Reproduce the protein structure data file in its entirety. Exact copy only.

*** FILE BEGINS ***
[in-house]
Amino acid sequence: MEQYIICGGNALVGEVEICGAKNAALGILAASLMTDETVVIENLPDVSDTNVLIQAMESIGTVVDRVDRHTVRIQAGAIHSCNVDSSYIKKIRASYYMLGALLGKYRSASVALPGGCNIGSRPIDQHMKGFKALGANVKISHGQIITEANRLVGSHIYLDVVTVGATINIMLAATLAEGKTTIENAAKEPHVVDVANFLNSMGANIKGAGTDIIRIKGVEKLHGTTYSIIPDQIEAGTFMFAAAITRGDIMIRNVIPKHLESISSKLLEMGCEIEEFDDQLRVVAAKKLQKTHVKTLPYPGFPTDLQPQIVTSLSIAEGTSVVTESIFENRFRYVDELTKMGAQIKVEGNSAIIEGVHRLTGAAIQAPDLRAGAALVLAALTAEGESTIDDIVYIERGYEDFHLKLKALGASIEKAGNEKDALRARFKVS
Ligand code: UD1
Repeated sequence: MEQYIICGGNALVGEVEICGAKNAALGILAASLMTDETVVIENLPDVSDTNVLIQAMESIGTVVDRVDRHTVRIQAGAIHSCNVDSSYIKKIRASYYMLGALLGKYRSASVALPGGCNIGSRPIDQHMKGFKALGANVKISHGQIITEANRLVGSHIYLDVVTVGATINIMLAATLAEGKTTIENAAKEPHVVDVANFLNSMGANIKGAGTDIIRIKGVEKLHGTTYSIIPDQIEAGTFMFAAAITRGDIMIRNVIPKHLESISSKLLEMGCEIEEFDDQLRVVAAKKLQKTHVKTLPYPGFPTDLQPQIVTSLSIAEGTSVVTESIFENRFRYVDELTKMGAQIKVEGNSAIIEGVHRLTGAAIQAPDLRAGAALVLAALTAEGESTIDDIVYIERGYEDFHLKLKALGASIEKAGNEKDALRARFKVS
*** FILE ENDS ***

[in-house]
Amino acid sequence: MEQYIICGGNALVGEVEICGAKNAALGILAASLMTDETVVIENLPDVSDTNVLIQAMESIGTVVDRVDRHTVRIQAGAIHSCNVDSSYIKKIRASYYMLGALLGKYRSASVALPGGCNIGSRPIDQHMKGFKALGANVKISHGQIITEANRLVGSHIYLDVVTVGATINIMLAATLAEGKTTIENAAKEPHVVDVANFLNSMGANIKGAGTDIIRIKGVEKLHGTTYSIIPDQIEAGTFMFAAAITRGDIMIRNVIPKHLESISSKLLEMGCEIEEFDDQLRVVAAKKLQKTHVKTLPYPGFPTDLQPQIVTSLSIAEGTSVVTESIFENRFRYVDELTKMGAQIKVEGNSAIIEGVHRLTGAAIQAPDLRAGAALVLAALTAEGESTIDDIVYIERGYEDFHLKLKALGASIEKAGNEKDALRARFKVS
Ligand code: UD1
Repeated sequence: MEQYIICGGNALVGEVEICGAKNAALGILAASLMTDETVVIENLPDVSDTNVLIQAMESIGTVVDRVDRHTVRIQAGAIHSCNVDSSYIKKIRASYYMLGALLGKYRSASVALPGGCNIGSRPIDQHMKGFKALGANVKISHGQIITEANRLVGSHIYLDVVTVGATINIMLAATLAEGKTTIENAAKEPHVVDVANFLNSMGANIKGAGTDIIRIKGVEKLHGTTYSIIPDQIEAGTFMFAAAITRGDIMIRNVIPKHLESISSKLLEMGCEIEEFDDQLRVVAAKKLQKTHVKTLPYPGFPTDLQPQIVTSLSIAEGTSVVTESIFENRFRYVDELTKMGAQIKVEGNSAIIEGVHRLTGAAIQAPDLRAGAALVLAALTAEGESTIDDIVYIERGYEDFHLKLKALGASIEKAGNEKDALRARFKVS